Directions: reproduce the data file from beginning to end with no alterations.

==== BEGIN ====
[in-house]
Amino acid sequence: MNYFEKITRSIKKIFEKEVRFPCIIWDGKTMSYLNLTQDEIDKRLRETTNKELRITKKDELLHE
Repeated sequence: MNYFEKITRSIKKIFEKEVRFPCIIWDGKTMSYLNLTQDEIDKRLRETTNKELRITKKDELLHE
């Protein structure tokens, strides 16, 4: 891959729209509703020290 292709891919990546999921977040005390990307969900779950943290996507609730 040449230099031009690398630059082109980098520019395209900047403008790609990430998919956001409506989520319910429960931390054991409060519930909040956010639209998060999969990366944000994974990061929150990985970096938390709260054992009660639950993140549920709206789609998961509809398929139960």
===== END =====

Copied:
[in-house]
Amino acid sequence: MNYFEKITRSIKKIFEKEVRFPCIIWDGKTMSYLNLTQDEIDKRLRETTNKELRITKKDELLHE
Repeated sequence: MNYFEKITRSIKKIFEKEVRFPCIIWDGKTMSYLNLTQDEIDKRLRETTNKELRITKKDELLHE
């Protein structure tokens, strides 16, 4: 891959729209509703020290 292709891919990546999921977040005390990307969900779950943290996507609730 040449230099031009690398630059082109980098520019395209900047403008790609990430998919956001409506989520319910429960931390054991409060519930909040956010639209998060999969990366944000994974990061929150990985970096938390709260054992009660639950993140549920709206789609998961509809398929139960």